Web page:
Saturday, 4 October 2014

Wolverine and the X-Men Volume 7 Review (Jason Aaron, Nick Bradshaw)


Wolverine and the X-Men was an excellent series that started well and then began to taper off from about Volume 5 onwards. Volume 7 is easily the worst addition to the title yet with an extended look at the Hellfire Academy. 

Earlier in the series, Broo was nearly killed and has regressed from a hyper-intelligent boy to a savage, thoughtless creature. Idie has followed him to the Hellfire Academy to find out who nearly killed her friend and Quentin Quire has tagged along - though he has mixed feelings about being the hero. 

Most of this book is non-story. Villains inscrutably becoming teachers instructing psychotic kids to become stereotypical Marvel villains. Ho-hum. Hello, plot? Where were you? I was reading other books at the same time as this because I could only manage an issue a day before putting the book down - it was so dull. Nothing happens for the most part and then we get the big dumb predictable superhero fight at the end. 

And why the hell was Idie - a 14 year old girl - drawn in a S&M outfit? What was Aaron/Nick Bradshaw/Marvel thinking - that was breathtakingly distasteful! I went from being passively bored to actively disliking the book after that.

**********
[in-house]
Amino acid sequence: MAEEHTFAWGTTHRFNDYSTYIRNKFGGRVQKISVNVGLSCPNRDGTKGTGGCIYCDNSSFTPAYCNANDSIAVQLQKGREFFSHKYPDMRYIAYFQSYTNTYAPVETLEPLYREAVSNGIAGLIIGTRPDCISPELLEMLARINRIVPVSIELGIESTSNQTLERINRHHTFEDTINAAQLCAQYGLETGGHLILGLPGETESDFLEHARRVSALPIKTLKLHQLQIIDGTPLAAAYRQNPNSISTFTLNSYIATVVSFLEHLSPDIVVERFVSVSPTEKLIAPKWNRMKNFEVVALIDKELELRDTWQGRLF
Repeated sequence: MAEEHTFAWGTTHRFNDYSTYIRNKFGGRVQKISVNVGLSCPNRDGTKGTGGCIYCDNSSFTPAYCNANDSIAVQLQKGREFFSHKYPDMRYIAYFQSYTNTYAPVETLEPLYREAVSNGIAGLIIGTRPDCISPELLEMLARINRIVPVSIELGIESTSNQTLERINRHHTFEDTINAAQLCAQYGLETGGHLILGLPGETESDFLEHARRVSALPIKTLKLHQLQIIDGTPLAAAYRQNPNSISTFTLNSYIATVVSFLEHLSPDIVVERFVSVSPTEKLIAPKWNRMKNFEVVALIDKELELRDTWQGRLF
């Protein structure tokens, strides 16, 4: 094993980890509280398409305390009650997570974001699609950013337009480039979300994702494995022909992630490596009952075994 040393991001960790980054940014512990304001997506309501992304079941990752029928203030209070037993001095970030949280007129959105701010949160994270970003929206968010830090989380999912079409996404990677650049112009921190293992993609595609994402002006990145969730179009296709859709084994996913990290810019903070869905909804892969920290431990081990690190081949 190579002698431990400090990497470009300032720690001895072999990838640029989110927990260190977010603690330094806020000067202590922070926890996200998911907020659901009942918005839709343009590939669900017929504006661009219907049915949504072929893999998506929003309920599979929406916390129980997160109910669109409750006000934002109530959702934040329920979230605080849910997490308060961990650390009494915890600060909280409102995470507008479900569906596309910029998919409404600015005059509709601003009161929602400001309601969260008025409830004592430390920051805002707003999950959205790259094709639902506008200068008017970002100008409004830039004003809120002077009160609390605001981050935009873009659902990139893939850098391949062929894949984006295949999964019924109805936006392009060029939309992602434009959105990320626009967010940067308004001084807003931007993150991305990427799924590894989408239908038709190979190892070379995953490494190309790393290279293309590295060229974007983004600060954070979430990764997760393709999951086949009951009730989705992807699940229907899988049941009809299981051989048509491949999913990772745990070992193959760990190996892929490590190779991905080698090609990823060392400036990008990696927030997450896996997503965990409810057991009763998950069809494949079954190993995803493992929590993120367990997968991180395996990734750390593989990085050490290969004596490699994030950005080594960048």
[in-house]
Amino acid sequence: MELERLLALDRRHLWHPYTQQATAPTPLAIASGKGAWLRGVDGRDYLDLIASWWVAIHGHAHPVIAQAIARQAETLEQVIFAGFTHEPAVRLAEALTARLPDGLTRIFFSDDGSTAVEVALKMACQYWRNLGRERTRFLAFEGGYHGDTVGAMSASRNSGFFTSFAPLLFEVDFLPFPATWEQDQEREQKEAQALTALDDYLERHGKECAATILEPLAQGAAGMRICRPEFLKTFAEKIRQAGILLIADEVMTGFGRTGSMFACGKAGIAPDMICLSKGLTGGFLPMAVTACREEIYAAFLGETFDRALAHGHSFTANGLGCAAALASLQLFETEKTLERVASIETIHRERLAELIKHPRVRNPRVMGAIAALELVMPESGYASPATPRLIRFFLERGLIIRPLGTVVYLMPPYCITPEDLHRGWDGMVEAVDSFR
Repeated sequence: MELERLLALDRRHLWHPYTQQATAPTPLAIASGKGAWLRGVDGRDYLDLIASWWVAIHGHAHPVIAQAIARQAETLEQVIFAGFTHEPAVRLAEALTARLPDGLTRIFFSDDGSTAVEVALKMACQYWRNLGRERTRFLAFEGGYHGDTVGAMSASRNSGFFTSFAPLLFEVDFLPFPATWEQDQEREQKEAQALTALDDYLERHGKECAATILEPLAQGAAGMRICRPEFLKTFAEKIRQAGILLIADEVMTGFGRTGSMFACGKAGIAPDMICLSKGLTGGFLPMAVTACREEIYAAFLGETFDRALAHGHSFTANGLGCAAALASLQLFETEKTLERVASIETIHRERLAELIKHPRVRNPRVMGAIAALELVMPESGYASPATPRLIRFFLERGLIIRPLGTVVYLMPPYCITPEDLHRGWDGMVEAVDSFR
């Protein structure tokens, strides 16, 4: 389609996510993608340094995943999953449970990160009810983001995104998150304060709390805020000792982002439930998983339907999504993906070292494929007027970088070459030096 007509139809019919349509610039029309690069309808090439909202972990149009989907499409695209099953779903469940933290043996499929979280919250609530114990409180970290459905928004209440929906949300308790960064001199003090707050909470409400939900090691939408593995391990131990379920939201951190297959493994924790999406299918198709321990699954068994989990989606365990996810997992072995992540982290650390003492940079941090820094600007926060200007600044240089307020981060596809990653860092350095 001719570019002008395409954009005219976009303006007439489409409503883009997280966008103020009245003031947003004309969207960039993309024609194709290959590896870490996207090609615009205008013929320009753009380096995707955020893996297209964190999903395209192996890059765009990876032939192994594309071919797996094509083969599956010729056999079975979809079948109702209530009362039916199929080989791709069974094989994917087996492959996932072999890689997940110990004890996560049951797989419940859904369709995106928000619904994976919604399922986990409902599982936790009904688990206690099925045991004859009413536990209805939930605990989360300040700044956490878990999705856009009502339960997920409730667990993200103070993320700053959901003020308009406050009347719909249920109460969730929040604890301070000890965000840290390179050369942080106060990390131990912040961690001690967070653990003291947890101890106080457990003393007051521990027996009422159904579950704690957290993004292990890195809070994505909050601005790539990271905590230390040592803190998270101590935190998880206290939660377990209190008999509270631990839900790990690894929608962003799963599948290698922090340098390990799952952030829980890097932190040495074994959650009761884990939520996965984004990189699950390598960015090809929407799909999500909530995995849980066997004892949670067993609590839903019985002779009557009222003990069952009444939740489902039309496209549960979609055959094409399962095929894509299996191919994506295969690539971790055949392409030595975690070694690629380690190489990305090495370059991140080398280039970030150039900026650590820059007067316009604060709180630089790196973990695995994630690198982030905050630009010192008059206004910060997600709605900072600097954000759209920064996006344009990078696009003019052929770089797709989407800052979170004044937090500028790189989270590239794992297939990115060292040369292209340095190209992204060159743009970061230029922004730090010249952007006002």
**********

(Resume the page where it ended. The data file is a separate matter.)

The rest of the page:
I suppose there were some things I liked though they were mostly little. Nick Bradshaw’s art was easily the best part of the book - if it weren’t for him I don’t think I’d have made it through. Iliked the ice transformer that Bobby conjures up, the Snot boy, and some of Quentin’s quips here and there. But basically there’s not enough here to make Volume 7 stand up to the quality of the earlier books. 

I think there’s one more volume after this before it’s all over but it was the right move for Jason Aaron to leave the title - this book proves, more than anything, that he’s run out of ideas.

Wolverine and the X-Men Volume 7

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